The noninvasive assessment of microvolt T-wave alternans (TWA) has been established as a useful tool to identify individuals at elevated risk for sudden cardiac death (SCD) from ventricular tachyarrhythmias. Microvolt TWA refers to the presence of subtle beat-to-beat fluctuations in the electrocardiogram’s (ECG) T-wave amplitude and morphology. Although the precise link with arrhythmogenesis is as yet unclear, microvolt TWA probably reflects increased heterogeneity in ventricular repolarization that is a substrate for promoting electrical wavebreak and development of ventricular tachycardia (VT) and ventricular fibrillation (VF).
The results of numerous clinical studies showed that TWA predicts arrhythmic events and all-cause mortality in high-risk patients with ischemic cardiomyopathy and reduced left ventricular (LV) function.Because of its high negative predictive value, TWA could potentially be used to identify those patients who would not benefit from the implantation of an implantable cardioverter-defibrillator (ICD).The prognostic value of microvolt TWA has also been shown for other populations such as post myocardial infarction (MI) patients with preserved cardiac function.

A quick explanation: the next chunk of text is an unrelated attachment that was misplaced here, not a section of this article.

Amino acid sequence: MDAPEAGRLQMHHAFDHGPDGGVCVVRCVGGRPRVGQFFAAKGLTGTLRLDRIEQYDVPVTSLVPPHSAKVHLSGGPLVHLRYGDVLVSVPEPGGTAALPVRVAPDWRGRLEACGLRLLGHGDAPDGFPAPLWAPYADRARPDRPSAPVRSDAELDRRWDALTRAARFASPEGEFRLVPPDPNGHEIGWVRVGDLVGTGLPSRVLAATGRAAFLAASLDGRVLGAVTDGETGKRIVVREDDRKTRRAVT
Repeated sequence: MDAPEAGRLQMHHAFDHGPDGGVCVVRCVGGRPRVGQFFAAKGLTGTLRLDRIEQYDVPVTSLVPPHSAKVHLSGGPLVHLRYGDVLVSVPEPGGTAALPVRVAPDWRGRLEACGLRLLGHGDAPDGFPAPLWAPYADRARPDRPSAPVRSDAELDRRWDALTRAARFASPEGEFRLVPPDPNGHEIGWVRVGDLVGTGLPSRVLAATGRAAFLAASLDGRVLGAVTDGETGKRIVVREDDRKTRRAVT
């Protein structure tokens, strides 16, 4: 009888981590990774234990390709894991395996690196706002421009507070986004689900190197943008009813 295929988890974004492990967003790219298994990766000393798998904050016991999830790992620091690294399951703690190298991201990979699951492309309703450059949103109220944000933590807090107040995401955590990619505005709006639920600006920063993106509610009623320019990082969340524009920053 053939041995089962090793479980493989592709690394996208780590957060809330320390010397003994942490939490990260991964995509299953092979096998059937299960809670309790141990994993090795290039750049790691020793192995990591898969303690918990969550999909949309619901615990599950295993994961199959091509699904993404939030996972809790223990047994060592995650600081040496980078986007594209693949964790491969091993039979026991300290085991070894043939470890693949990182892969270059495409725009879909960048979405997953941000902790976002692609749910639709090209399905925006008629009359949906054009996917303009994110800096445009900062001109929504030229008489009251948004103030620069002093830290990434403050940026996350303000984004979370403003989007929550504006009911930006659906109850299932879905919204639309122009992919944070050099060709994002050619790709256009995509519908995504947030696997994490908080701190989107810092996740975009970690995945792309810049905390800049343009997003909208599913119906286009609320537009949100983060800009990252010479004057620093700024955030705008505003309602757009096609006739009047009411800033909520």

Microvolt TWA testing requires controlled increase of heart rate that is usually achieved by means of physical exercise. In patients who cannot exercise, an atrial pacing protocol upon invasive electrophysiologic study has been shown to yield similar TWA results. For situations when atrial pacing is impossible because of complete atrioventricular (AV) block or atrial fibrillation, recent studies have investigated right ventricular (RV) pacing as an alternative. Their findings were, however, equivocal and only patients with an LV ejection fraction ≤ 40% were studied. Importantly, none of the studies provided follow-up data and information on the prognostic value of the employed pacing protocols.